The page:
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Dear Sir:—The Journal of July 11 contains a letter from your Philadelphia correspondent, in which he states that "there is no dissent to the determination in this city, that what has taken place at New Orleans and at Chicago, to the damage of the Congress, shall not be sanctioned even in appearance, or permitted to stand, as the work of Philadelphia at all, notwithstanding the fact, that a Philadelphian is charged with having had a great deal to do with it."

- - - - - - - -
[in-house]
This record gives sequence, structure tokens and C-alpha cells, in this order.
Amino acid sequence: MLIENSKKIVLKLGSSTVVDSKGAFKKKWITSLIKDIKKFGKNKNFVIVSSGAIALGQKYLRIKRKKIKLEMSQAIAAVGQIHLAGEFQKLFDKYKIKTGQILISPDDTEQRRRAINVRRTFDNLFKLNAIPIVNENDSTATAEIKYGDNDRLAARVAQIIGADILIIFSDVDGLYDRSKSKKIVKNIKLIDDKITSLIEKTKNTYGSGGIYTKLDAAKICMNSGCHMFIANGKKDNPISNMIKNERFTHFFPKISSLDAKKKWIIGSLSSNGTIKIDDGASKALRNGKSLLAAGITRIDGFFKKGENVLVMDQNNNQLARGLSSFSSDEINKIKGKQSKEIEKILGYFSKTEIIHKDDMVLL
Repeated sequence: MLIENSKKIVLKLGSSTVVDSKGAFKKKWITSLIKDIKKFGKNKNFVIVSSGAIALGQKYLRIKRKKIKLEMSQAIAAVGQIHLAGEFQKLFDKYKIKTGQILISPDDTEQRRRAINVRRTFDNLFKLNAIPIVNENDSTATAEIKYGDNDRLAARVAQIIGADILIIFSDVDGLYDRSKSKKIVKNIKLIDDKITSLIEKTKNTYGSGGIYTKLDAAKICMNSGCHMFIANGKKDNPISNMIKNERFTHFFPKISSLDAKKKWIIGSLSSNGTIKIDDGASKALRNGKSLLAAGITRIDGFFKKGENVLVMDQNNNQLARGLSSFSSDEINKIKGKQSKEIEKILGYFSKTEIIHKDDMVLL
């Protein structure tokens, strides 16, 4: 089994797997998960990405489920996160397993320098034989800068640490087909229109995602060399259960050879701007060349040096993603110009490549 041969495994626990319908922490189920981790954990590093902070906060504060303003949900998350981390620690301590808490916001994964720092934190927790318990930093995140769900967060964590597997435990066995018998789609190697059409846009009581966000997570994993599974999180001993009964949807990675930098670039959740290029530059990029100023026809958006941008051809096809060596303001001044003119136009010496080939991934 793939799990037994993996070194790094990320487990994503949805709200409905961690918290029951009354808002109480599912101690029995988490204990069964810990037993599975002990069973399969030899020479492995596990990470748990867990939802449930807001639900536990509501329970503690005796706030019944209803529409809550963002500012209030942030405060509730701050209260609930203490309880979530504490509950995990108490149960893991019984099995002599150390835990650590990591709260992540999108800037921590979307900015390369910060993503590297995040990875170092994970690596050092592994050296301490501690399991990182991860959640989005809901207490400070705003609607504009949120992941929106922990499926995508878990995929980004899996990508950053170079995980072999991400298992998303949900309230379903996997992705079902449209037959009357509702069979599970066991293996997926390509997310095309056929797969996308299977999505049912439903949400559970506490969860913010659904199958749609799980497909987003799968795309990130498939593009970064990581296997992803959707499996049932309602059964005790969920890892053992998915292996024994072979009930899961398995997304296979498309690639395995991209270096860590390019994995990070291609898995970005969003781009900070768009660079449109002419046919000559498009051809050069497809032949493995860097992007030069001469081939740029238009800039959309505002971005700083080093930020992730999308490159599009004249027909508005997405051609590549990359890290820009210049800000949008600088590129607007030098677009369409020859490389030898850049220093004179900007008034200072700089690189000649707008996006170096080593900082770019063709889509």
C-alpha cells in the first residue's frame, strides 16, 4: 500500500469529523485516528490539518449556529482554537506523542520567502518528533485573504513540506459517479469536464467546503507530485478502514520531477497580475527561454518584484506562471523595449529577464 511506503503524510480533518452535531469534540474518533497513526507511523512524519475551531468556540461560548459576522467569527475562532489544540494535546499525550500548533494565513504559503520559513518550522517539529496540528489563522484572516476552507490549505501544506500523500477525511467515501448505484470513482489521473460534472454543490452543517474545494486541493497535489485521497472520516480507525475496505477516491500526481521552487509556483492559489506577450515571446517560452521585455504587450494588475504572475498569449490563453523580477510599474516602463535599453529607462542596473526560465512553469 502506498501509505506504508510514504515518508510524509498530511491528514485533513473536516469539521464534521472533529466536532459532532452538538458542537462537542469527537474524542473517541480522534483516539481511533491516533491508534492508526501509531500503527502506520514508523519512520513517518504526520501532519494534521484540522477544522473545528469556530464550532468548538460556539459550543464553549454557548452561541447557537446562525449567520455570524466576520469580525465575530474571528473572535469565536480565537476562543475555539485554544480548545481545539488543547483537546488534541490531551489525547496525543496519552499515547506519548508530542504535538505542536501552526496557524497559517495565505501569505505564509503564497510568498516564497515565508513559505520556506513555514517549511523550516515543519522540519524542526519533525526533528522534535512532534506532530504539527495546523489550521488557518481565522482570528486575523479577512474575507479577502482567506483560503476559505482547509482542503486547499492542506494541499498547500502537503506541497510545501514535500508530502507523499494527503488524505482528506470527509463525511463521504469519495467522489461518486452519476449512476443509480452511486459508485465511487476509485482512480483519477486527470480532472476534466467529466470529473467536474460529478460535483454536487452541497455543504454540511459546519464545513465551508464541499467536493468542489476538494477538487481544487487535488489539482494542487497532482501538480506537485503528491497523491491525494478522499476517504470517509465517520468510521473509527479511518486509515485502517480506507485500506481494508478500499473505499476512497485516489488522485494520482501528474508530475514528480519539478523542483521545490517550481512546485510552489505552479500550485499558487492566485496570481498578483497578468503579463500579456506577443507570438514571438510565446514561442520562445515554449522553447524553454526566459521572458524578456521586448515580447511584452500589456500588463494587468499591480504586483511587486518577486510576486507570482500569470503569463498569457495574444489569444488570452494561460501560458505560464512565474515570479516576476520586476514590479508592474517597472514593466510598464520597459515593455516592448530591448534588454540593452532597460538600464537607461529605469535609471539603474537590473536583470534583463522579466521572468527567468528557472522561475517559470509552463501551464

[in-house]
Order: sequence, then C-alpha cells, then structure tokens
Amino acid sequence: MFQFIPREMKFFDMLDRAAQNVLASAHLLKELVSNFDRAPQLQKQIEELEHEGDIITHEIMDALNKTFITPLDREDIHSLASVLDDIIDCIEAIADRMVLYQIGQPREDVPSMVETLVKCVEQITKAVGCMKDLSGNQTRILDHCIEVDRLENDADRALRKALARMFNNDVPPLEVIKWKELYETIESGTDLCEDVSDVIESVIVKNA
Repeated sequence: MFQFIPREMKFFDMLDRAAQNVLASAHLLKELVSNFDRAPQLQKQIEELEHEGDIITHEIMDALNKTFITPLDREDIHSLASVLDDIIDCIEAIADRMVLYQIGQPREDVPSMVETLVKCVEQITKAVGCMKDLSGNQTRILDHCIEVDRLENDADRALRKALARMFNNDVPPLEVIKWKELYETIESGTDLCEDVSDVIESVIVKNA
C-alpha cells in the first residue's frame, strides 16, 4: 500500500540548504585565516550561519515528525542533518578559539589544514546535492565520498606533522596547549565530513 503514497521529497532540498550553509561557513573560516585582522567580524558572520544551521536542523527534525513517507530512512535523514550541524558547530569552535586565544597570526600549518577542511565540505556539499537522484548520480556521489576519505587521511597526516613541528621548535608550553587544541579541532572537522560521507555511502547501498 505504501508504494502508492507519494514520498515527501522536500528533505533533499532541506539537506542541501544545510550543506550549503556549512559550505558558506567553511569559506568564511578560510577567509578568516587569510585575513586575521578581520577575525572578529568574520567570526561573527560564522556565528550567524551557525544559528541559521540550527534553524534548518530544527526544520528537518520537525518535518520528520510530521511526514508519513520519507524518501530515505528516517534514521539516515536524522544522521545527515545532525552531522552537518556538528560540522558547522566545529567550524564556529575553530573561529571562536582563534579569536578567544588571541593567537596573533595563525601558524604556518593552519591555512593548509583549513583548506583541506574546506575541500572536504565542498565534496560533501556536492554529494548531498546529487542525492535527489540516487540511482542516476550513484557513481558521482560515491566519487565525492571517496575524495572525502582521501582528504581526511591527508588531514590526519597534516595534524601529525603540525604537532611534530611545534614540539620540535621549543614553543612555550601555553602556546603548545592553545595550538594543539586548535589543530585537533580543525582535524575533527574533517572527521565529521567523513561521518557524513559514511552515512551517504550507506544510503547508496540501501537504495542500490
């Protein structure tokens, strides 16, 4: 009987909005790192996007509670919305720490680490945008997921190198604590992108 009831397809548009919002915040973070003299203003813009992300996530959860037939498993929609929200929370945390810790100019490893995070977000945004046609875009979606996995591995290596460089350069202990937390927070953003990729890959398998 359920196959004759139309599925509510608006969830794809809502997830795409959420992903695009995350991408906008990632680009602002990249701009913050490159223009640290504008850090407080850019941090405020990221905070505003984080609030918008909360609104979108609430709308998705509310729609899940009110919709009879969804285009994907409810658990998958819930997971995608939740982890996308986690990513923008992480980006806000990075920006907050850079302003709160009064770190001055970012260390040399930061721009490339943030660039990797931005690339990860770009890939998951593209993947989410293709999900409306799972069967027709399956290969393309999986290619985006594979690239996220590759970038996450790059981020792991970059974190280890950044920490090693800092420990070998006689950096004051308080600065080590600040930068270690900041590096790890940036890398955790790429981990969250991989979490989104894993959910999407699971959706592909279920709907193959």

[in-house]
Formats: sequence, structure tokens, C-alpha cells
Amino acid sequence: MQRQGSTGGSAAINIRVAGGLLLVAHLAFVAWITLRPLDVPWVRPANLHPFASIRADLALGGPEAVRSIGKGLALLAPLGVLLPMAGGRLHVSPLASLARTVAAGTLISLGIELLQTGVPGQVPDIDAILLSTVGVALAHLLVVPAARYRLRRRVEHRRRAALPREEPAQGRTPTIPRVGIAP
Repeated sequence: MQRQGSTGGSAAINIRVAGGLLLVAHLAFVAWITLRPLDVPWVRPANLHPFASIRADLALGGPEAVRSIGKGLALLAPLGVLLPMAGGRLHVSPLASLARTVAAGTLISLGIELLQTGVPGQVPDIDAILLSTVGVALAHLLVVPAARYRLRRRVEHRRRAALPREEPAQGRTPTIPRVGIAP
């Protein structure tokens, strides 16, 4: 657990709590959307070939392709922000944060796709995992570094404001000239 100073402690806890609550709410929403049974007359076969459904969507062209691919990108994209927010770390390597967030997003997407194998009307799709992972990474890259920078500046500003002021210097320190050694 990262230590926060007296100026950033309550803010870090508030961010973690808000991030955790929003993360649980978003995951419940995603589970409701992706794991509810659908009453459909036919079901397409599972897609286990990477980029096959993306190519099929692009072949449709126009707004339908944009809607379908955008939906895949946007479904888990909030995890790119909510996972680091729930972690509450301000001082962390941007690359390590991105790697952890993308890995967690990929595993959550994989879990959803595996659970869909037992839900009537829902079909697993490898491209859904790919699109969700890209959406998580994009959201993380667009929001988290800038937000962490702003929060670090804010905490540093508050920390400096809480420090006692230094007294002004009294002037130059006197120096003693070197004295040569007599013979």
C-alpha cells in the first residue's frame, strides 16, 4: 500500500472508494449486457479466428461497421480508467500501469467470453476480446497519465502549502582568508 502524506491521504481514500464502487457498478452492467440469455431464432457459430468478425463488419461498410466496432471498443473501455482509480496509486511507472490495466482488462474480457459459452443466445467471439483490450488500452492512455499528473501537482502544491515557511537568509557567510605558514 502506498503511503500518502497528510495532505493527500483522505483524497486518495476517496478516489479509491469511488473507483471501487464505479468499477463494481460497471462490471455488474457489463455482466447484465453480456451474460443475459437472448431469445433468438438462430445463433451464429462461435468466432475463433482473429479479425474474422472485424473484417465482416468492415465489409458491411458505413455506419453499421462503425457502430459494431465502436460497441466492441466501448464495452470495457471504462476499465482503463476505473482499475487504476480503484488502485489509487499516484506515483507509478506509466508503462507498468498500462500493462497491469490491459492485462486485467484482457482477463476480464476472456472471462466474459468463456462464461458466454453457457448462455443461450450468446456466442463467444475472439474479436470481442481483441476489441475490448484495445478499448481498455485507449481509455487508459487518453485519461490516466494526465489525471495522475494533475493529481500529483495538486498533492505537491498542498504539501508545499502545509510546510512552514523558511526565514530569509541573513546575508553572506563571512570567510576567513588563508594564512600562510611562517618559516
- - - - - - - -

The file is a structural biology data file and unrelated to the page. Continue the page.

Your correspondent is very much mistaken. There is dissent, and very great dissent, with the action of the twenty-eight or twenty-nine medical gentlemen. A prominent medical man told me to-day that he had refused to sign the resolutions of the twenty-nine. I did not sign them. I know many medical gentlemen in this city who, with myself, are fully in accord with the action of the American Medical
P.. DOMESTIC CORRESPONDENCE: THE PROFESSION IN PHILADELPHIA AND THE INTERNATIONAL CONGRESS. JAMA. 1885;V(4):108–109. doi:10.1001/jama.1885.04470020024009
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